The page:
This update prompted Burnett to declare, “This is just an incredible story when you think about it. The president going after so many for leaking and this time somebody who was so close to him. If this person did leak what he’s accused of leaking reportedly was actually something that helped the president.” It was almost as if Burnett was saying that leaks are okay if they help the president.

And, in an earlier update on CNN that day, Starr said, Cartwright was ”respected as one of the most brilliant military minds that there is, a four star marine retired in 2011, very close to President Obama, an expert in nuclear weapons and cyber warfare. Hard to understand, many people say, that he might have gone down this road. So a lot of people are waiting to see what happens, what the next step is.”

The natural next step would be to begin caricaturizing him as a “grandiose narcissist” and figure out what kind of personality defects he had that would have led to him disclosing this secret cyberwarfare operation. However, this is a respected member who worked at the top of the military industrial-complex.

NPR correspondent Tom Gjelten even went so far as to vouch for Cartwright when he was on “All Things Considered”:

Most of us who have covered national security issues have known General Cartwright. I have to say, my impression has always been that he’s a real straight arrow. He certainly never leaked anything to me, Robert. He was always very careful in our conversations not to get into anything classified. So this is hard to understand.

Had it been a high-ranking government official, someone who had actually taken some risk to blow the whistle on a program that made the administration look bad, one can be certain Gjelten would not be making it clear that person never leaked any classified information to him. He would not be sticking up for someone who obviously had been a source for stories before.

Leaks are the only way the public learns anything anymore about what the US government is doing in the shadows to defend “national security” or project American power. It is the only way that any citizens learn about corruption, illegality, malfeasance or wrongdoing or, in the case of Stuxnet, a precedent in warfare that could internationally normalize the practice of attacking a nation’s critical infrastructure to protect national security.

A leaker is really a source and essential for investigative journalism to remain alive and well in America, but often the information being obtained by reporters can be the information on national security policies or programs that officials in government want public. There can be clear political motives, such as testing whether the act or measure is one that government should engage in again. Such leaks, if sanctioned, work more as propaganda unless a reporter is putting comments into proper context and not always accepting what is said as unquestionable truth.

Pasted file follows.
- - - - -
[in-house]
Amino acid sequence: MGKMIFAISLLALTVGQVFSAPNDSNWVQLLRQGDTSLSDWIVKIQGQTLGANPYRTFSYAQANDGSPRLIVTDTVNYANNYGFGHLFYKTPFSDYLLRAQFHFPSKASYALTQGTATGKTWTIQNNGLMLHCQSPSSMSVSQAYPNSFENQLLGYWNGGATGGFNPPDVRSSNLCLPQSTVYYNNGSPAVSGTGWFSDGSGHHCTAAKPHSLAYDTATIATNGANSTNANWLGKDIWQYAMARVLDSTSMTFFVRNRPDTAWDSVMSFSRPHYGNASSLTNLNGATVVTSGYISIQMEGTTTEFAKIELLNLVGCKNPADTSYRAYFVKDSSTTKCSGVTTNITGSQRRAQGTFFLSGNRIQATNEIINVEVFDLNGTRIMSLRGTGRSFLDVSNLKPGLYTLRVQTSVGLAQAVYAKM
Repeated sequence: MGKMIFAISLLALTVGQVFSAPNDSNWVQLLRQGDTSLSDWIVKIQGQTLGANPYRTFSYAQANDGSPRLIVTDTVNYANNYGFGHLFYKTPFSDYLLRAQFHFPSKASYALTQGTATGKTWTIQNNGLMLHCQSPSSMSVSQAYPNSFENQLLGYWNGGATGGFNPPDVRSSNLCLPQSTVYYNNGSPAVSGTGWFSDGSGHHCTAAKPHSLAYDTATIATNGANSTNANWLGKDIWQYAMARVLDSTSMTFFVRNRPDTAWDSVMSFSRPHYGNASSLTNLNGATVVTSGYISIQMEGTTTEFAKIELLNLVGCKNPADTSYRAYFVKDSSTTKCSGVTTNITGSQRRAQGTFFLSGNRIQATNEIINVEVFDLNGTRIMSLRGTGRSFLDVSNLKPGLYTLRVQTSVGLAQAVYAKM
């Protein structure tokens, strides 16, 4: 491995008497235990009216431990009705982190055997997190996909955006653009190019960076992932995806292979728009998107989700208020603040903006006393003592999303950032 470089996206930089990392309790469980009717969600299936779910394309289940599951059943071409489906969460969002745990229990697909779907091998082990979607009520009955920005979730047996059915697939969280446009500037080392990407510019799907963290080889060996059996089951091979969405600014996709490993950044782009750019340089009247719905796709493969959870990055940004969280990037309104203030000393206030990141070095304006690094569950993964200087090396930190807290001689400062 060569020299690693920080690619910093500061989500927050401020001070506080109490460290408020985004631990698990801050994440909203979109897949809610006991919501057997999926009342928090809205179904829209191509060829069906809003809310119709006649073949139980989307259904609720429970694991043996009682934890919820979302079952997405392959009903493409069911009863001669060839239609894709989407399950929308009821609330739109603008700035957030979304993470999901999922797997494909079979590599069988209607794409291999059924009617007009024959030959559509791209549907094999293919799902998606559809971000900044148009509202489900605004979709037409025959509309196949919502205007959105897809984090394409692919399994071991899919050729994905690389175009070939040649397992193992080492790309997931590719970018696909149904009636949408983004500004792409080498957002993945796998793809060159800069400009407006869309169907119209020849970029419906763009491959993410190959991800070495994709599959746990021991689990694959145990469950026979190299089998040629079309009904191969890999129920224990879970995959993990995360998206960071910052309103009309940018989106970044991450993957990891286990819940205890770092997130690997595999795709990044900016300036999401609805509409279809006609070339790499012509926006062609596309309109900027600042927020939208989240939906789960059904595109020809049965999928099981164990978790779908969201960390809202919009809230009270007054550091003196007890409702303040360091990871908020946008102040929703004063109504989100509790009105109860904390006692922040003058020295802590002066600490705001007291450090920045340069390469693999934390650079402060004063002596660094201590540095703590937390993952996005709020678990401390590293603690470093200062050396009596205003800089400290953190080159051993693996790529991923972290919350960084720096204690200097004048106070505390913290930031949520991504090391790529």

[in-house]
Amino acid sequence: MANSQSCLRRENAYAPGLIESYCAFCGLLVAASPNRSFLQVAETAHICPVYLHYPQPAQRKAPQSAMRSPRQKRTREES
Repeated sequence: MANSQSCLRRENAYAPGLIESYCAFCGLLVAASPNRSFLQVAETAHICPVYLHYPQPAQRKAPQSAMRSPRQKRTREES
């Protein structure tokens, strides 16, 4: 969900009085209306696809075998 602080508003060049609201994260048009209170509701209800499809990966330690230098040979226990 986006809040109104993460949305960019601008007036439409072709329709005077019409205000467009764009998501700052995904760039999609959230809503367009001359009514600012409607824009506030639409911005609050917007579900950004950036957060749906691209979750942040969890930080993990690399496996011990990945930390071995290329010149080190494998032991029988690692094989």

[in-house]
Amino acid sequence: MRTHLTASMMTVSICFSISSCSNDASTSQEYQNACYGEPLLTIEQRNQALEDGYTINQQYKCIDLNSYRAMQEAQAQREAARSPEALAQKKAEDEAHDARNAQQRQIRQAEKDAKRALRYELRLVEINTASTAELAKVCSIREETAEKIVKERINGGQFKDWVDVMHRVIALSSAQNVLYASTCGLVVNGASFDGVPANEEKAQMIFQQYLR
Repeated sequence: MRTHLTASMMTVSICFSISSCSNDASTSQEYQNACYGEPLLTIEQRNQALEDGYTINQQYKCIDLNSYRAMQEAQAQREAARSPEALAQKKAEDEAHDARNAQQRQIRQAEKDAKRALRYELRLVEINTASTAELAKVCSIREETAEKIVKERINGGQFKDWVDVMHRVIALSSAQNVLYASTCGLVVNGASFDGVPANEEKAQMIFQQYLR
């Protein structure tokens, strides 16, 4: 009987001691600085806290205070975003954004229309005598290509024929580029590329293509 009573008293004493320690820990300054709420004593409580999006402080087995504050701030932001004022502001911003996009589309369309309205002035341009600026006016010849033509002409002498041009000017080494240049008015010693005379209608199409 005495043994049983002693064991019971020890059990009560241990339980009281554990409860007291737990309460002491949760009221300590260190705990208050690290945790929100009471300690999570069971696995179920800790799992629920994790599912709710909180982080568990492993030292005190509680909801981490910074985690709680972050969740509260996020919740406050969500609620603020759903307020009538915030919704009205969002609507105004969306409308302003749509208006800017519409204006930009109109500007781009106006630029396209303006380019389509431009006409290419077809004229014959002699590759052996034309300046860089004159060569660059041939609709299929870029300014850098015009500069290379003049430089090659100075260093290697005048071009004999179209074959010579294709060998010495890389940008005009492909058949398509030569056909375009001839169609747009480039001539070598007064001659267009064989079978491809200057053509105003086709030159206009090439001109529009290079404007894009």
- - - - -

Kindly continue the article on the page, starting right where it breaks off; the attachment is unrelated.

Guardian journalist Glenn Greenwald, who spoke via Skype to the Socialism Conference in Chicago, IL, on Friday night, skewered US establishment media:  ”The only kind of leaks that are bad are leaks that the government doesn’t want disclosed to the public.”

The only crime that you commit is when you do reporting that the government doesn’t want you to do, when you expose things to your readers and to your viewers that embarrass political officials. The only thing that is journalism is to them is when they carry forward the message that has been implanted in their brains by the political officials whom they serve …

This answers the question of whether Times reporter David Sanger should be afraid the media will start asking if he “aided and abetted” the crime of committing journalism, as individuals in the US media have done to Greenwald because National Security Agency whistleblower Edward Snowden was and continues to be his source for stories on the NSA.

It helps to explain why reporters are likely to let out even louder gasps if he is charged with violating the Espionage Act and appropriately express concerns about using this law to go after leakers in ways they never did when it was revealed Snowden was charged with committing Espionage Act violations.

Cartwright was part of the culture of access journalism in Washington. Reporters had cooperative relationships with him. They understood what to publish and not to publish, which makes it hard for them to consider him an “insider” or an “informer.”

None of these reporters Cartwright had relationships with probably ever intended to challenge the programs or policies related to cyber warfare, drone operations or the war in Afghanistan. They merely intended to get some kind of information from a source so they could have an “officials say” story that could make for a good headline in tomorrow’s news. And that is why media are likely to downplay or even defend what Cartwright did if he happens to actually be charged with leaking information on Stuxnet.